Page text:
The K Diamond K Story

Steve Konz, on lunch break in Cle Elum, Wash. Photo by: Steve Davis
"My first thought was to call a psychiatrist and have their heads examined."
Steve Konz
who was shocked ‚ but pleased ‚that the kids wanted to keep the ranch going in some form.

It was good to connect with my old friend I-90 again this past week for a short 322-mile trip over to Tacoma from Republic. (Three of us from SU drove out here from Syracuse two weeks ago, and the 2,500-mile journey has changed my perspective on words such as "short" and "long". My travel partners to Tacoma were K Diamond K patriarch Steve Konz and the ranch wrangler, Shelby Carradine. Our destination: Romancing the Spouse, an event in Tacoma for Ft. Lewis soldiers and families.

Businesses and services gathered for a daylong promotion aimed at making homecomings special for 18,000 soldiers who'll be returning over the summer months. Vendors offered everything from makeovers for women who were prepping for the special event, to cut-rate vacations at resorts like K Diamond K, to pet boarding. Shelby was sprawled across the back bench seat in Steve's throaty Ford-350 diesel, the best position to accommodate the broken leg that's on the mend after a horse threw her several weeks ago. Steve, 83, is not the least intimidated by the winding roads that cut through the Okanogan Highlands and Cascades, so he took the first shift behind the wheel, finally handing over the driving at a Dairy Queen where we stopped for a late lunch. (Steve has a rancher's appetite. He ate all of his sandwich and cleaned up half of Shelby's, plus a Dilly Bar.) Our 8 hours in the car was occasion for me to learn a little about the history of the K Diamond K dude ranch, where our News21 team is bunking. To start, the name combines Steve's last name and his wife's maiden name, Kumaz.

They'd considered a heart symbol rather than a diamond, but rejected it because the ink mottled sometimes in the printing. With Shelby konked out on pain meds and buried under a heavy blanket and four pillows, Steve explained that he and his wife ‚a veterinarian, June‚ are on the cusp of a half-century anniversary. They bought the 1,300-acre ranch for $50,000 back in 1961, though it was some 25 times more than the 50 or so acres they had in mind. June was a hot commodity because there was no vet in the city. Steve was lucky to find a job teaching fifth grade; it helped that the school was eager to hire its first male teacher. They got their ranch running, too. The Konzes did well for themselves, but as their children grew up and then headed to college, family cattle ranches were disappearing from the countryside. They just weren't economical. Steve figured his ranch would go the way of many others, so he was shocked when the children stepped forward with a question: "Dad, what can we do to keep the ranch going?" Inspiration came from the kids themselves, who often brought "city friends" home from college, friends who fell in love with the place. Steve recalls that many of these visitors eagerly went to work doing small jobs, and they punctuated the visit at weekend's end with a hug for him and a warm message.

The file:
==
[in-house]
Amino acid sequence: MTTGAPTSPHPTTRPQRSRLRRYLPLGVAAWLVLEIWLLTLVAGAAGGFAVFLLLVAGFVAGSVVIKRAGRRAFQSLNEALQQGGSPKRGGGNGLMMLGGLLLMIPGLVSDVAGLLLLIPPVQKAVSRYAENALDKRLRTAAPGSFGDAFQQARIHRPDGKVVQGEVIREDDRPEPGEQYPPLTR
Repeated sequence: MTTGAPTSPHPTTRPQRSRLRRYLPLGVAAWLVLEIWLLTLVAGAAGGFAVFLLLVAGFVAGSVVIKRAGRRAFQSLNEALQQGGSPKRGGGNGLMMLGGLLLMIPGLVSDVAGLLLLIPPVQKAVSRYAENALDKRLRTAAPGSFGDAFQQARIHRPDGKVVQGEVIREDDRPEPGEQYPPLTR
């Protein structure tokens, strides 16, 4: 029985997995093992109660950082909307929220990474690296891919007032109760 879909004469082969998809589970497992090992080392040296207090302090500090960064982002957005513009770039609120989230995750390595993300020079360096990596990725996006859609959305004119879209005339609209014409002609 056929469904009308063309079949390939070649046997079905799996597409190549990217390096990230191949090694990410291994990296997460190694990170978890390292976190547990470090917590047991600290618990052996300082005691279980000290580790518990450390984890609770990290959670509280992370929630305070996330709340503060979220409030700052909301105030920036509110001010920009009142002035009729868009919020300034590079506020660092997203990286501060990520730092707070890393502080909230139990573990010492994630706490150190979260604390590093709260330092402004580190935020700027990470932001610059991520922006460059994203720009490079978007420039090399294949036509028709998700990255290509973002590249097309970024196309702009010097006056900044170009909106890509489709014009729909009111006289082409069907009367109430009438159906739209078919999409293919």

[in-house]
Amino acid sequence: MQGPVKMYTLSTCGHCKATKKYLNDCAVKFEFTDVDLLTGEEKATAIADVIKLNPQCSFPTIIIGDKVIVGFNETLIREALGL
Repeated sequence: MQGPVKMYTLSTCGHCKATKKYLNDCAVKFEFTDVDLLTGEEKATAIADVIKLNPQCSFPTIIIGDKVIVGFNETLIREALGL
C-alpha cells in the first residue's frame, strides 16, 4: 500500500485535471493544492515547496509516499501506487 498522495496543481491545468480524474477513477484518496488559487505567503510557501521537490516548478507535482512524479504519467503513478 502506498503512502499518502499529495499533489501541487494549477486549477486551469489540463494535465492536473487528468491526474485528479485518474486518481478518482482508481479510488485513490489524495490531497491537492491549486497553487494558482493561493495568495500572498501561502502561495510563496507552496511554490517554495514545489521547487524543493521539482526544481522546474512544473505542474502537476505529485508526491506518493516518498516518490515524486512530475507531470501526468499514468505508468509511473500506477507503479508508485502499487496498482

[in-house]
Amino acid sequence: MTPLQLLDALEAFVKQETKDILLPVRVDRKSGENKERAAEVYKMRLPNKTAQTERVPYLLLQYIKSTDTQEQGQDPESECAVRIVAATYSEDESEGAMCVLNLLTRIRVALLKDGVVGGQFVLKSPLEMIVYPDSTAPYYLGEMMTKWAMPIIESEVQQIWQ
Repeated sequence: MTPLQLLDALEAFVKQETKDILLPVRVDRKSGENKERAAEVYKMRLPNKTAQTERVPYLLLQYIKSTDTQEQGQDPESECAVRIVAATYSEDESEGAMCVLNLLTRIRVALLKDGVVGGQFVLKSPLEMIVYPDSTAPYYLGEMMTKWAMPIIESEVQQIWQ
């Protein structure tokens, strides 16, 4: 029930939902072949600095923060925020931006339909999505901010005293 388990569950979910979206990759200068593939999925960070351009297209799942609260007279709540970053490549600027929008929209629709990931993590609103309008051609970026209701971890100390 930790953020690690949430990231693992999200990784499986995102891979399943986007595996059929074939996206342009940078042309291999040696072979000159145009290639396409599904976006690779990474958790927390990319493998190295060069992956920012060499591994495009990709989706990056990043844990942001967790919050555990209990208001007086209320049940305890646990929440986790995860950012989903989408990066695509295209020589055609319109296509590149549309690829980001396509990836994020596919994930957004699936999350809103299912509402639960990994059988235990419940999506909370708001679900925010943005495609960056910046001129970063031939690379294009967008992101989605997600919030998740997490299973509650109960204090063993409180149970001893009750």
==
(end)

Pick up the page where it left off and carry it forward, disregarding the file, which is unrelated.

"Thank you Mr. Konz." It was a template for the future. "What do you think about a dude ranch?" Steve asked the kids one day. He recalls their answer: "Dad, let‚'s go for it." But first there was research: In 1993, Steve funded a "dude ranch road trip" to Montana so the future entrepreneurs could see what they were getting into. The next year, it was a dude ranch convention in Arizona, where the kids were under orders to split up and talk to as many people as possible. (There are 85-90 members in a national dude ranch association.) Their enthusiasm never swayed. But the beautiful 12-room lodge didn't just rise in a matter of months from an architect's plans. It's been years in the making. (I say "it's been," not "it was," because work is still being done, with the last couple rooms still in progress.) Until the lodge was habitable, the Konzes hosted their guests in their own home on the same plot of land, where they could handle 10-12 guests at a time compared to 40 today. The timber came from their own land and the sweat from their own brows. (Interestingly, I never heard the phrase "it was hard work", or anything like it ‚ in the several hours Steve and I talked about K Diamond K). K Diamond K has hosted regular family vacations, weddings and even bachelor parties (including one where all the men brought their future father-in-laws with them).

Our trip to Tacoma ended with a two-night stay at the home of Jerry and Mary Anne Woodard, friends of the Konzes. Jerry is a retired carpenter and builder, and his story is pretty typical. The Konz and Woodard families developed a friendship after meeting at the state fair, and Mary Anne eventually bought Jerry a weekend at the ranch as a present. Jerry spent the time not relaxing, but working. He eventually built a desktop model the Konzes followed, and he's invested hundreds of hours of his own time working for free for his friend. I had figured I'd stay in a motel for our two nights in Tacoma, but when I asked the Woodards for a lead on a place down the road from their home, they said they might have a corner in their modest-sized, beautiful home to accommodate all three of us. They never actually said you're staying here," it just kind of happened. I slept well after downing a steak the size of my foot (size 13), a glass of wine, a monster baked potato that looked like something Peyton Manning would hoist, and a "small" piece of berry pie. ****** (Steve is a veteran himself: Navy, 1944-1946.)


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